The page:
Fall Prevention: Falls is One of the Biggest Problems in Aged Care
Updated: Mar 13
© Danielle Robertson Consulting Pty Ltd t/as DR Care Solutions
Falls and fall related injuries are a common occurrence in the ageing process. Older people are more susceptible to falls creating several complications in health and mobility. A greater awareness can reduce the risk of a fall by understanding what causes a fall, the consequences of a fall and what are some strategies to prevent a fall.
What causes them
There are a variety of reasons to cause a fall, these may include poor balance, low blood pressure, unfamiliar environments and obstacles, poor eyesight, unsafe footwear, medical problems such as osteoporosis, some medicines and incontinence. It may be one or a combination of these factors.
Consequences of a fall
While some falls cause no injuries, others can cause serious harm to the person. These include head injuries, broken hips and wrists, other fractures and skin tears. Falls also cause damage to your confidence and in your ability to mobilise. Generally this results in you fearing further falls and make it harder for you to stay independent. This then creates social isolation (preferring to remain at home) and additional need for care and medical interventions.
The old saying “prevention is better than a cure” is true. There are a number of known ways to reduce the probability of a fall. Here are a few tips to consider to reduce the probability of experiencing an accidental fall:
● Ensure that you are familiar with your environment and that your surroundings are safe, particularly bathtubs, hobs of showers and steps
● Look out for hazards that may cause a fall, for example a spill, clutter, furniture, old uneven rugs and items in a walk way
● Reduce trip hazards such as carpets, rugs and mats
● Ensuring lighting is adequate
● Take your time getting up, sitting down, lying down and walking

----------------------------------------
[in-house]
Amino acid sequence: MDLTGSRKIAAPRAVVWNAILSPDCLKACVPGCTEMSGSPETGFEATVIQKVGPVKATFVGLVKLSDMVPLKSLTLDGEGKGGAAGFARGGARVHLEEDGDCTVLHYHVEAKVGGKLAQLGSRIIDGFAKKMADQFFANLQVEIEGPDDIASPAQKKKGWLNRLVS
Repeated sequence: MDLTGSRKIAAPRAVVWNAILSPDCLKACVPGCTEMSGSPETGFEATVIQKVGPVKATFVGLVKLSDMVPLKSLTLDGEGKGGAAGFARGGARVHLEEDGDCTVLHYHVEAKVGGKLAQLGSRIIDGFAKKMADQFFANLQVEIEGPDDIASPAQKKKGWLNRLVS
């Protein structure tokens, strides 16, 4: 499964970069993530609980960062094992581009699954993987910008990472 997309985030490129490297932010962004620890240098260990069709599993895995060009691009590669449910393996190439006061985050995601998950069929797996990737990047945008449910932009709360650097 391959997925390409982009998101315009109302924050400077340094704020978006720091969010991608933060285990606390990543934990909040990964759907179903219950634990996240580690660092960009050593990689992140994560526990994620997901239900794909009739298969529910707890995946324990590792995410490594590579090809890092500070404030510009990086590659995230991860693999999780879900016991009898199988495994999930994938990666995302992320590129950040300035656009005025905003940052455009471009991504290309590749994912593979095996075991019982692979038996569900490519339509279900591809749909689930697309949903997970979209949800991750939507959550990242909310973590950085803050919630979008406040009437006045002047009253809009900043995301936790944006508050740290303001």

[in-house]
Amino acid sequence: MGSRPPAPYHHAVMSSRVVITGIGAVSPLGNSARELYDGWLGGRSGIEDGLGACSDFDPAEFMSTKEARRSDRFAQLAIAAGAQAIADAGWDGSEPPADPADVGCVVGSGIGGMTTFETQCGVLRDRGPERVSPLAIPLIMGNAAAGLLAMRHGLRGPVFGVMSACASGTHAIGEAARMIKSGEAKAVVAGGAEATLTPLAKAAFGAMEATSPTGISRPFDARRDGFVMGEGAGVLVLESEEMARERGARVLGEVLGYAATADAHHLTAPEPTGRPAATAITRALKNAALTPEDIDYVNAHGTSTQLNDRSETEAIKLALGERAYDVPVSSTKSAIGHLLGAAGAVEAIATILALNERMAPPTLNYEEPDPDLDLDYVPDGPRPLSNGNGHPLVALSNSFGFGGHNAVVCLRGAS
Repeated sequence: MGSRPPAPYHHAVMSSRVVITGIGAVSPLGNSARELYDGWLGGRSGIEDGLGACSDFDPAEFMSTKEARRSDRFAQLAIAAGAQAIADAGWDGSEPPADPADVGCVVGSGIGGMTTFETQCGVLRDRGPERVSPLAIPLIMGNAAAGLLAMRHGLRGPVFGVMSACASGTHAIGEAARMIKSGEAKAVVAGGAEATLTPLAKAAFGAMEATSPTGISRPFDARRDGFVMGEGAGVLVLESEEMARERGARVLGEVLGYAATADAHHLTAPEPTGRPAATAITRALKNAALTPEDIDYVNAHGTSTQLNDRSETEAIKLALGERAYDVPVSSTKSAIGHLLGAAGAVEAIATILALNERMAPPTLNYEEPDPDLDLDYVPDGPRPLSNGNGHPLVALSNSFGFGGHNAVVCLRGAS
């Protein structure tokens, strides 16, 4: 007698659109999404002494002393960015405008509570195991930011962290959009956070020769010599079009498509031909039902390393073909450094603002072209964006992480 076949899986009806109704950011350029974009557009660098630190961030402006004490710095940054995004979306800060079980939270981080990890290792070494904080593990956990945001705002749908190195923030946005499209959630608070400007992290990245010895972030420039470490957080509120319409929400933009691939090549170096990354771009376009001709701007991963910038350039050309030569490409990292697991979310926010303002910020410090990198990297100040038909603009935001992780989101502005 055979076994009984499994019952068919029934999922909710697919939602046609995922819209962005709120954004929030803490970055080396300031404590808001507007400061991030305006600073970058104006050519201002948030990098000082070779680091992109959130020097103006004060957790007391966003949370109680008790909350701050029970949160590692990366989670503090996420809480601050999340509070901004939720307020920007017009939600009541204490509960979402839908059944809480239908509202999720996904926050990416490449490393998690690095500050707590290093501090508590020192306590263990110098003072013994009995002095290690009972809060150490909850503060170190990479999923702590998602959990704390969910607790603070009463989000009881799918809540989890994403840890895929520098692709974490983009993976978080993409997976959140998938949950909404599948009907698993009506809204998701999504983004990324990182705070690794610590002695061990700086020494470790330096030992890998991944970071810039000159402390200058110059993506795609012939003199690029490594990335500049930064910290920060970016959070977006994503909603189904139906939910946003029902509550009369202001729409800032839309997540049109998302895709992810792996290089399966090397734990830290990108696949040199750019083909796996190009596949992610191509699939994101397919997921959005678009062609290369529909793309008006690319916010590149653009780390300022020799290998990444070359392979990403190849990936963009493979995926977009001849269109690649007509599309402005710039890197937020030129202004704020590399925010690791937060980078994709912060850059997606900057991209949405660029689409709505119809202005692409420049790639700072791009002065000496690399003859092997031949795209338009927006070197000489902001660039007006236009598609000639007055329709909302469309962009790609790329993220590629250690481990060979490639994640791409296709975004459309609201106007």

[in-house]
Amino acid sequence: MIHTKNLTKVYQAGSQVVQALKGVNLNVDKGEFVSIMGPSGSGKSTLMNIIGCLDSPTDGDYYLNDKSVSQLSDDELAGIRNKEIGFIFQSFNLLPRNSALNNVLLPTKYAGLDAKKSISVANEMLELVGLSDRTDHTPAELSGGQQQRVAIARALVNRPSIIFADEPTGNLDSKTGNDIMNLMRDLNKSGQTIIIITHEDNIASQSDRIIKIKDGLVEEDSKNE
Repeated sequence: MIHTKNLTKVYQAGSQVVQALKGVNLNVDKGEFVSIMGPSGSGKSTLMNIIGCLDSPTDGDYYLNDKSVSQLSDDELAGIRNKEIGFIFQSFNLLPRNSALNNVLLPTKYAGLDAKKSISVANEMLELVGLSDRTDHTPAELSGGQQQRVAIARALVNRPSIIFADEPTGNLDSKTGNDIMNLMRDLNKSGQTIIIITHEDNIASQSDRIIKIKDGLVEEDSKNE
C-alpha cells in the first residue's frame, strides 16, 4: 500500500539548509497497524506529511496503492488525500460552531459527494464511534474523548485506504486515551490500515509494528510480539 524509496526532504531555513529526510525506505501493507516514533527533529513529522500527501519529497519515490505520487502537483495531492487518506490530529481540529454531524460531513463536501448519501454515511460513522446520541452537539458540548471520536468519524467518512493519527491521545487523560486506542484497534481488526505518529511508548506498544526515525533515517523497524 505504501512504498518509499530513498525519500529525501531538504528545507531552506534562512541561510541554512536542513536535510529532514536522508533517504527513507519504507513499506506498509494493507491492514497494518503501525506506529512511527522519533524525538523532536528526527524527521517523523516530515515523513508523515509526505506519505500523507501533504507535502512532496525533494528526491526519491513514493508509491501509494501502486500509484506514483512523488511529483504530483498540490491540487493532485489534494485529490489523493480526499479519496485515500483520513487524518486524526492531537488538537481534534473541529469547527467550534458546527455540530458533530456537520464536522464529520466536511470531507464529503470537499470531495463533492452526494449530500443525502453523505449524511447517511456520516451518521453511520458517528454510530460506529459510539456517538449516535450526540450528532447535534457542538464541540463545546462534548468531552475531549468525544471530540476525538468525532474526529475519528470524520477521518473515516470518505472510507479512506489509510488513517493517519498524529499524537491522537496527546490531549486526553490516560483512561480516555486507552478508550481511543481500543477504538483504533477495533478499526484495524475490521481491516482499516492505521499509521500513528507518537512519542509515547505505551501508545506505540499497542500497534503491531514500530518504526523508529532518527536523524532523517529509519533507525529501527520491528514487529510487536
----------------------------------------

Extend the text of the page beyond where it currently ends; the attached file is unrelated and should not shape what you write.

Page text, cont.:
● Install grab railings and handles where needed
● If you a prescribed walking aid, make sure it is in good condition and that you use it rather than using furniture or walls for balance
● Reduce patterned floors which can create misleading or distorted images of the floor surface
● If you have spectacles, only wear your distance ones when walking and take care when using bifocal or multifocal glasses.
● Wear comfortable clothing that is not too long or loose.
● Whenever you are up and about, wear comfortable, low-heeled and non- slip shoes that fit you well, rather than slippers.
● Always keep your fluid levels up, because dehydration can disorient you and create urinary tract infections.
● Enrol into a multifactorial intervention program run but your local health district (speak with your GP) to help you understand the known risk factors.
For more information download your free “Falls Prevention Booklet” here;
For support and guidance to find the right care and accommodation solution for yourself or your loved ones (including a risk assessment of your home in an effort to reduce falls), please feel free to contact Danielle Robertson at DR Care Solutions www.drccaresolutions.com or phone Danielle on 0418 73 73 57.
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